I was also physically, emotionally and sexually abused as a child by a close family member from the ages of 6-13 (estimated ages. I can’t really remember the start or end and I’m told that’s common for the level of abuse). I seriously contemplated suicide on more than one occasion. I essentially split into two different people. One was a confident person who had zero problems making and keeping friends. I excelled in school and sports. I joined any club that would have me after school. Anything to avoid going home. I had (have) a great relationship with my parents and never really majorly rebelled (though they’ll tell you that me registering as a Democrat broke their hearts) In a sense, the abuse fostered some of my best traits. The other person was a terrified child that was afraid to be alone in the house and afraid to go to sleep. This manifests itself even today. I can’t sleep if I can’t be aware of everything going on in my apartment. (I could never live in a house by myself) All doors open. And at least some ambient light to see what’s what. Anyone that shares a hotel room with me knows that I can’t sleep closest to the door (though they would also share that my snoring will keep any attacker far, far away).

 

I also gained a crap ton of weight when I was younger as a result. I wanted the insulation to protect me. I also got myself a super cool emotional eating habit. Sweet! Now, this abuse took place like 35 years ago (oy, I’m old). I’m not using it as an excuse by any means to justify my obesity. That is merely a result of the coping mechanism to stress and emotion that I’ve honed so well over the years. These patterns take a long time to break. I’m happy to say that I’ve gotten way better at it and improving all the time. I tell you this, dear reader, not to try to garner sympathy, more just so you know where I’m coming from!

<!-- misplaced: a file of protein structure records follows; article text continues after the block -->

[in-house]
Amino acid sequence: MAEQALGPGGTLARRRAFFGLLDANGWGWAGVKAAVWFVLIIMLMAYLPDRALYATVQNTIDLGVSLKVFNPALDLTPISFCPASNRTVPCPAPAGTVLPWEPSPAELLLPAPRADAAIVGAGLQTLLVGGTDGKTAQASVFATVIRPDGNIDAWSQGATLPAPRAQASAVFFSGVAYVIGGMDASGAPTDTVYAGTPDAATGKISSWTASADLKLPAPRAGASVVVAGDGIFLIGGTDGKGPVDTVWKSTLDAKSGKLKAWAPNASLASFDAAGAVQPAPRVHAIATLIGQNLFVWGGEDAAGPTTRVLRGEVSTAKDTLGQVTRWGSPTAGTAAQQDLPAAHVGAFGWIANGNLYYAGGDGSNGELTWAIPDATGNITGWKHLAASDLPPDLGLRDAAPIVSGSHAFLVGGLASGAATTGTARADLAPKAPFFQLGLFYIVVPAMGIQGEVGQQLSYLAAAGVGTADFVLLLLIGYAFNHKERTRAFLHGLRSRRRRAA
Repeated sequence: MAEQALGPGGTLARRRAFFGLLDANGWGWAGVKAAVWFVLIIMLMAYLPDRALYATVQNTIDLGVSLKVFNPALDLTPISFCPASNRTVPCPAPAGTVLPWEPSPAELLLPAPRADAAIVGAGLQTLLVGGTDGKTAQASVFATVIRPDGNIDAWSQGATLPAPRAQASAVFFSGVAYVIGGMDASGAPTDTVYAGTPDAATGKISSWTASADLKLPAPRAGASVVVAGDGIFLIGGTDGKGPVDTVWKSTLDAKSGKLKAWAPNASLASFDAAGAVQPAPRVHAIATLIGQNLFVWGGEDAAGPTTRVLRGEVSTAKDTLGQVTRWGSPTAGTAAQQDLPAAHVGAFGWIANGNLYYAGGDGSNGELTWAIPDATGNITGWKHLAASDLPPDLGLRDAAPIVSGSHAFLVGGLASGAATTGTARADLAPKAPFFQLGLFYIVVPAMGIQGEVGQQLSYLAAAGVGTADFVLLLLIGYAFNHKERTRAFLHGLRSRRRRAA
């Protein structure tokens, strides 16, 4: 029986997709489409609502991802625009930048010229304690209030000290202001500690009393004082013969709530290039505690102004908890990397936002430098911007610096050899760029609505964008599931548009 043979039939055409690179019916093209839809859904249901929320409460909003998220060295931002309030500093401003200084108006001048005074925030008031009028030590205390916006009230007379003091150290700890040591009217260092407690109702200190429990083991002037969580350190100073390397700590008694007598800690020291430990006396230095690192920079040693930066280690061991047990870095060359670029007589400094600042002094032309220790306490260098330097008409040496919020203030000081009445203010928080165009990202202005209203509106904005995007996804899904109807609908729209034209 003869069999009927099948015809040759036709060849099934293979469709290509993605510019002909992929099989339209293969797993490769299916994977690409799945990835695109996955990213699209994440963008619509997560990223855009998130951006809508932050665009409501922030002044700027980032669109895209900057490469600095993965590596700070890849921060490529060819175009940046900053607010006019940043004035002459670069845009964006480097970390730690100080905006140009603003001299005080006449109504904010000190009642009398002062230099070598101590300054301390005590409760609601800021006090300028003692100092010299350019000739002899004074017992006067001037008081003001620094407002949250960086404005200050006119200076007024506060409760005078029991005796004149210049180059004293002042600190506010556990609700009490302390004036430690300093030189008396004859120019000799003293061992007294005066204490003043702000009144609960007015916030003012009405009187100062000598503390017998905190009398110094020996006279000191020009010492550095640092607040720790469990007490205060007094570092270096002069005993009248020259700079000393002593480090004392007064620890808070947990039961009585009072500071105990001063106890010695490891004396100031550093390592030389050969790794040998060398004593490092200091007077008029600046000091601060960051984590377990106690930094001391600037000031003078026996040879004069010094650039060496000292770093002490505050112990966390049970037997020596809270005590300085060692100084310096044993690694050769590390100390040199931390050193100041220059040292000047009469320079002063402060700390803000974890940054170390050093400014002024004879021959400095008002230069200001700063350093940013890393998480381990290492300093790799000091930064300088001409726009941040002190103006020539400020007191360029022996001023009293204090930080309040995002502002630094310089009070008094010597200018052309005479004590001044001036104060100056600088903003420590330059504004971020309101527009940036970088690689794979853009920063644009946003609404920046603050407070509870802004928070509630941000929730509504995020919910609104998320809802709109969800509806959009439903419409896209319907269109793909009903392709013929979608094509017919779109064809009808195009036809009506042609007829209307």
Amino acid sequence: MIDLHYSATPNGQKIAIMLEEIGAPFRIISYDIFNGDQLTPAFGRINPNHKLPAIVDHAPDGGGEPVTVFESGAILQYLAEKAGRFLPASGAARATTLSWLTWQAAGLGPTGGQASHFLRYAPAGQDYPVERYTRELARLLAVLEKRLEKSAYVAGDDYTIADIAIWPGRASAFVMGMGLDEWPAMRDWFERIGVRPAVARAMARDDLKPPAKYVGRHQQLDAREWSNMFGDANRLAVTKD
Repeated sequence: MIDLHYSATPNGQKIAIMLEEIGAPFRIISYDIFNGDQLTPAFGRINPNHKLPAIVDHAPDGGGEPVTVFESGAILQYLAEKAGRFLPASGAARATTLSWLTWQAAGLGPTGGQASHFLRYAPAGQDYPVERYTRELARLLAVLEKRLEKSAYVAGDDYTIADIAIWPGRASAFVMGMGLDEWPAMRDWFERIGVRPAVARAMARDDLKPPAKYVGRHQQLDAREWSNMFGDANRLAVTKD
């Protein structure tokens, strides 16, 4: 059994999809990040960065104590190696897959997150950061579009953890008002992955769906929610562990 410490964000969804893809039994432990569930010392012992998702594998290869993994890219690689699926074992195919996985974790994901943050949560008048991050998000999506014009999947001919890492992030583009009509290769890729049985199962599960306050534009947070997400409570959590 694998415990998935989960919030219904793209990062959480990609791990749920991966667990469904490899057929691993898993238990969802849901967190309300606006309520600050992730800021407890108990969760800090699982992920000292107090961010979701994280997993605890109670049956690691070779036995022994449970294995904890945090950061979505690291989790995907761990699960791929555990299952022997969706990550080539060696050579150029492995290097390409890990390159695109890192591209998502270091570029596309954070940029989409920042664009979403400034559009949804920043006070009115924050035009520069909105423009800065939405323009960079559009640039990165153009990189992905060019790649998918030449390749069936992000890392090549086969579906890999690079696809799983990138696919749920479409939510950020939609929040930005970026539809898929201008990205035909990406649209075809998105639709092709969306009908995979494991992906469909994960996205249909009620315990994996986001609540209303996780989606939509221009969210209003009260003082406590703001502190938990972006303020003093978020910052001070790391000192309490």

It is so easy for us to believe the worst about ourselves. It makes zero difference that my friend’s doctor is a flipping idiot, it makes no difference that my abuser had severe mental health issues (doi), it makes no difference what other people say, right? Well, it does. The credibility of the person that make a ridiculous statement like “how are you so fat?” or “you’re not going to catch a man if you like that” or “you’re lucky you have a pretty face” and on and on and on…. Doesn’t matter at all. When you hear your worst fears about yourself or situation parroted back to you by someone, it is truly devastating. It’s very hard to get off the mat after it happens. But we do. We soldier on and hopefully the words don’t keep chipping away at us.